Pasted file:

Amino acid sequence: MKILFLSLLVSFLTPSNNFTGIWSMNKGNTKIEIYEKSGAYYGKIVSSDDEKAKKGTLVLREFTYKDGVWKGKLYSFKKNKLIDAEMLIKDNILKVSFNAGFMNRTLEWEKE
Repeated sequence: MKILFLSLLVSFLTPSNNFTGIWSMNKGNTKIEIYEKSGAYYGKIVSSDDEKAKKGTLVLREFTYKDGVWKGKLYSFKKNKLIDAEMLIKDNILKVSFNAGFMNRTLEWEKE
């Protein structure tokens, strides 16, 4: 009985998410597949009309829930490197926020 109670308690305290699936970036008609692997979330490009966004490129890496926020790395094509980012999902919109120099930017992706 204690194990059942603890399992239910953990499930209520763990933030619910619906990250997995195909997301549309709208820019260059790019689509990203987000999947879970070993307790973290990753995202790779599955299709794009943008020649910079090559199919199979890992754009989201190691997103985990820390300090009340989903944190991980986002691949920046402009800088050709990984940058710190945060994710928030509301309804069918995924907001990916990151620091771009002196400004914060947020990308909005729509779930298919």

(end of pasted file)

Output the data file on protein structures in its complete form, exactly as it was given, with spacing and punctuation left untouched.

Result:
Amino acid sequence: MKILFLSLLVSFLTPSNNFTGIWSMNKGNTKIEIYEKSGAYYGKIVSSDDEKAKKGTLVLREFTYKDGVWKGKLYSFKKNKLIDAEMLIKDNILKVSFNAGFMNRTLEWEKE
Repeated sequence: MKILFLSLLVSFLTPSNNFTGIWSMNKGNTKIEIYEKSGAYYGKIVSSDDEKAKKGTLVLREFTYKDGVWKGKLYSFKKNKLIDAEMLIKDNILKVSFNAGFMNRTLEWEKE
């Protein structure tokens, strides 16, 4: 009985998410597949009309829930490197926020 109670308690305290699936970036008609692997979330490009966004490129890496926020790395094509980012999902919109120099930017992706 204690194990059942603890399992239910953990499930209520763990933030619910619906990250997995195909997301549309709208820019260059790019689509990203987000999947879970070993307790973290990753995202790779599955299709794009943008020649910079090559199919199979890992754009989201190691997103985990820390300090009340989903944190991980986002691949920046402009800088050709990984940058710190945060994710928030509301309804069918995924907001990916990151620091771009002196400004914060947020990308909005729509779930298919």